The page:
Wednesday, June 28, 2017

Patient Authorization

What is the difference between “consent” and “authorization” under the HIPAA Privacy Rule?
 Healthcare Compliance Solutions Inc.
The Privacy Rule permits, but does not require, a covered entity voluntarily to obtain patient consent for uses and disclosures of protected health information for treatment, payment, and health care operations (TPO). Covered entities that do so have complete discretion to design a process that best suits their needs.

By contrast, an “authorization” is required by the Privacy Rule for uses and disclosures of protected health information not otherwise allowed by the Rule. Where the Privacy Rule requires patient authorization, voluntary consent is not sufficient to permit a use or disclosure of protected health information unless it also satisfies the requirements of a valid authorization. An authorization is a detailed document that gives covered entities permission to use protected health information for specified purposes, which are generally other than TPO (treatment, payment, or health care operations), or to disclose protected health information to a third party specified by the individual.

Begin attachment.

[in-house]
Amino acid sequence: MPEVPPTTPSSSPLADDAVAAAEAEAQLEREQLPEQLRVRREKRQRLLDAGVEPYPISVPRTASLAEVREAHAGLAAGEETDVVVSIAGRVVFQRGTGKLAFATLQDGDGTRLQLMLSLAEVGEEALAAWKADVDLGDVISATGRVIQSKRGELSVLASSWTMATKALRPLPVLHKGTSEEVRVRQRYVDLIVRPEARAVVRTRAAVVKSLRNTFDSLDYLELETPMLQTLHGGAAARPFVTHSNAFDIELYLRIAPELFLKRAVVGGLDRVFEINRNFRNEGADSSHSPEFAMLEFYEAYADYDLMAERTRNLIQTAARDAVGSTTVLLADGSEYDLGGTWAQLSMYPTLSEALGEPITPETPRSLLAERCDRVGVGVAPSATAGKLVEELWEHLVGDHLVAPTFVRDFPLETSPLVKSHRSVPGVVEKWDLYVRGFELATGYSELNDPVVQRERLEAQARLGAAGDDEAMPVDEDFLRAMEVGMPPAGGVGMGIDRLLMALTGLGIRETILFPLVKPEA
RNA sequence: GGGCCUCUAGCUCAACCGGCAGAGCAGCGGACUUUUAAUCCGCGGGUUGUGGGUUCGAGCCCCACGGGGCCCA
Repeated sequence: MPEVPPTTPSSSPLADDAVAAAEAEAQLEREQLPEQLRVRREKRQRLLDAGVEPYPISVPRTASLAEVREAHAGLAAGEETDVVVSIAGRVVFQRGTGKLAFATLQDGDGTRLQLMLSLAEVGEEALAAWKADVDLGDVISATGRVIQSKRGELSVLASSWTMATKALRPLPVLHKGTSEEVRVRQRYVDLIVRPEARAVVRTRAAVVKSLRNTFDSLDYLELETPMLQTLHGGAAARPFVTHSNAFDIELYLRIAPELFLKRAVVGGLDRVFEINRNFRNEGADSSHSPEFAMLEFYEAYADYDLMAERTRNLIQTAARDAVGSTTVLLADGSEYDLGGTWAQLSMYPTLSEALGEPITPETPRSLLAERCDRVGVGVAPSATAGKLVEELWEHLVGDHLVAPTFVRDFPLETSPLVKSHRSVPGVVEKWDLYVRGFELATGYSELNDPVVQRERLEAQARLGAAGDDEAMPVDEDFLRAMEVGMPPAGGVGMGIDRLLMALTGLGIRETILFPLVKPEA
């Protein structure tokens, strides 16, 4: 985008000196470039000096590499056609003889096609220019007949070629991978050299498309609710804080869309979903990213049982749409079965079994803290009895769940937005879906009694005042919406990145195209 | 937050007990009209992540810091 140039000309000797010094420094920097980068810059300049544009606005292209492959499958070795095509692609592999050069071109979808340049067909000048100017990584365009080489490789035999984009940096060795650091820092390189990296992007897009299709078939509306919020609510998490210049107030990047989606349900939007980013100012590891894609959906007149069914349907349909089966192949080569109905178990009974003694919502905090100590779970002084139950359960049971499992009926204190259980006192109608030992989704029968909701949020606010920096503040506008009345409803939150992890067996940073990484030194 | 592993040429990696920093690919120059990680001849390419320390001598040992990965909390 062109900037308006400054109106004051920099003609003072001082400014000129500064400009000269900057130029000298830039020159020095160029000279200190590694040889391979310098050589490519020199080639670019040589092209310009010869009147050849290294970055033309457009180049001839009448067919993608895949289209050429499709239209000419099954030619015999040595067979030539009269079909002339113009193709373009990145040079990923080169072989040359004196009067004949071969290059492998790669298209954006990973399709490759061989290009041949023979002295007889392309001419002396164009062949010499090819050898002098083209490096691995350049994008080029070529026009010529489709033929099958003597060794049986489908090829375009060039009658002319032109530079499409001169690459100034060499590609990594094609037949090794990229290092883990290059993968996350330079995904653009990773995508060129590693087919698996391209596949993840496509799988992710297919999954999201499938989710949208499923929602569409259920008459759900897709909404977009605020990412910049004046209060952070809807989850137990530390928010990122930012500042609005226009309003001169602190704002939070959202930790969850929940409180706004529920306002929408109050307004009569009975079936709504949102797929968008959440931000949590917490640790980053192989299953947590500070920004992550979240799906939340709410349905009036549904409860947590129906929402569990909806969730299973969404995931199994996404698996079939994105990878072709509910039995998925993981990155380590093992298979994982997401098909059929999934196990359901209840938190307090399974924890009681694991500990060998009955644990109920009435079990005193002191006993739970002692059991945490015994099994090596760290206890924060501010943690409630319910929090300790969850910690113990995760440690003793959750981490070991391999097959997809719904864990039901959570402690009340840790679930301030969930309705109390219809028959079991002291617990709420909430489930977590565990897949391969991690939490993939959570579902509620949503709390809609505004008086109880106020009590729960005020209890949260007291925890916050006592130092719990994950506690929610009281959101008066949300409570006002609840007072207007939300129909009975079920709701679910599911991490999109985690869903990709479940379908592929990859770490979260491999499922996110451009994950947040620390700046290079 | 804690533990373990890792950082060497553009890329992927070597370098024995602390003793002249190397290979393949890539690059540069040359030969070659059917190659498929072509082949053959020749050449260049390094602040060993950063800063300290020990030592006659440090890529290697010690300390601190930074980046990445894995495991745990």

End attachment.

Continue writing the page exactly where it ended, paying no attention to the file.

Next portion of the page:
HIPAA requires that certain elements be present on the authorization that the patient is to sign. Whenever you receive an authorization (or “release”) asking you to disclose PHI and HIPAA requires an authorization for the disclosure, use this checklist to verify that the authorization meets the HIPAA requirements. If any ONE of the following elements is missing, you should NOT release the patient’s PHI until you have a valid authorization signed by the patient. If ALL the elements are present, the authorization is valid.

• A description of the PHI to be used or disclosed that identifies it in a specific and meaningful fashion. They may request the entire medical record, all records between specific dates, or other specific items.

• The name or other specific identification of the person(s), or class of persons, who can make the requested use or disclosure. For example, the signed request should list either your organization or someone in your organization by name.